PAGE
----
Local legislators address issues at Parchman


Recent violence at the Mississippi State Penitentiary at Parchman has hit close to home, both figuratively and literally, for Tracey Rosebud.

Parchman falls right into the Mississippi House District 30 Representative’s district, and the prison lies just seven miles from his home, he told The E-T on Friday.

After a huge riot broke out on Thursday, which resulted in one death, several injuries and multiple local and state law enforcement officers coming to the scene to assist, Friday brought more violence and death inside the walls of Parchman.

Friday’s fatality was the third in as many days at the prison and the fourth related to gang violence across the state this week, according to a statement from the Mississippi Department of Corrections on Thursday.

The recent escalation in violence not only represents a direct physical threat to inmates, guards and others who go inside the gate at Parchman, but it also represents a threat to the institution itself, a place where many of Rosebud’s constituents work.

“If you look at it, this is the only truly state funded institution in the Delta,” Rosebud said. “I’m afraid of what would happen if we lose it.”

Rosebud said Parchman draws from several neighboring counties for its labor.

“This would be devastating to lots of families,” he said.

Rosebud, and House District 29 Rep. Otis Anthony both told The E-T on Friday that they would be looking at ways the Legislature can help the situation at Parchman, and other prisons, during the 2020 legislative session.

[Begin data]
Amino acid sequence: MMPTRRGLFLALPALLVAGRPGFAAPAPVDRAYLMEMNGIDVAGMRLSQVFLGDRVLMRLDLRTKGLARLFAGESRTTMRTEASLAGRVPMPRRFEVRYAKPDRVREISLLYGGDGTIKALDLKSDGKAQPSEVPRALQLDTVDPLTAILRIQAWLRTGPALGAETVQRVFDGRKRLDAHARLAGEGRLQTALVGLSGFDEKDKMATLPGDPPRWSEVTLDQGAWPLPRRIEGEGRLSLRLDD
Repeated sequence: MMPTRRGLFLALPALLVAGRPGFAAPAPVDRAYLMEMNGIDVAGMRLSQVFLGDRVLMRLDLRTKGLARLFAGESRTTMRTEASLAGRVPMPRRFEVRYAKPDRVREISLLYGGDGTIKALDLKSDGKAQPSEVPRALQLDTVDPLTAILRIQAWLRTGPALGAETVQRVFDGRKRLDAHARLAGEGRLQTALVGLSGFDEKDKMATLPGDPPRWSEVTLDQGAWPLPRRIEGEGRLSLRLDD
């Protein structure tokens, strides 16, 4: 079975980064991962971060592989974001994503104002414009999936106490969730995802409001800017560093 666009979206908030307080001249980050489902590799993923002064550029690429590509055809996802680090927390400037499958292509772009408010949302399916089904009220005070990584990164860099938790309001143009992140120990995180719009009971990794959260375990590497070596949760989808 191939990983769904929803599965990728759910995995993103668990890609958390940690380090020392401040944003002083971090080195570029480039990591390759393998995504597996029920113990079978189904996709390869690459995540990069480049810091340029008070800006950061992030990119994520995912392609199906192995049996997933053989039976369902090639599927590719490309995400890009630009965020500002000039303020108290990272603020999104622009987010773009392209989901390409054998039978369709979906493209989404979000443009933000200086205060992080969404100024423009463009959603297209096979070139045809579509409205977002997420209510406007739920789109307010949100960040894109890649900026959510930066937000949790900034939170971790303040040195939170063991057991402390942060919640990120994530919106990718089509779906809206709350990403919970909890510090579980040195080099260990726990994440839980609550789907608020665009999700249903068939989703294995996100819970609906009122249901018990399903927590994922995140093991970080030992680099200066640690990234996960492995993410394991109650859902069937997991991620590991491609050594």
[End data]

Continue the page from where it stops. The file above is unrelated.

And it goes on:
“They are a big employer,” Anthony said. “We can’t afford to lose anymore jobs.”

Anthony said he has requested to be on the Corrections committee, and he hopes to see more transparency and accountability with all agencies, especially the Department of Corrections.

Anthony said he would like to get a briefing on the standards and protocols that are currently in place when it comes to housing inmates of rival gangs near each other.

“I would like to see more accountability from a management standpoint, from a supervisor’s standpoint and from a superintendent’s standpoint at Parchman Prison,” Anthony said. “You’re going to have gangs in prison. When you identify those individuals who are in rival gangs, how do you separate them? I’m sure that would prevent some of this from happening.”

Both Anthony and Rosebud agreed that something needed to be done to enhance pay and incentives for corrections officers.

“In the past year, that was something I was working with Senator (Willie) Simmons on,” Rosebud said. “We need to make sure that the employees are paid a decent wage. I’ll be pushing for it myself, personally.”

Rosebud said he believes contraband cellphones have also contributed to the recent rise in violence, as social media has been utilized to escalate these situations, he said.

Anthony said he hopes to see MDOC and other agencies be more transparent to the public as a new administration begins in Jackson, with the inauguration of Tate Reeves as governor this month.

“In order to keep and maintain the public’s trust, they have to believe we are above board when we operate,” Anthony said. “I am for total transparency and accountability across the board.”

MDOC Commissioner Pelicia Hall announced her resignation from the agency earlier this week, effective mid-month.

As of press time, Reeves had not named a new candidate to take over as commissioner of MDOC.

Click the link below for The E-T's comprehensive coverage of the Parchman deaths, escapes



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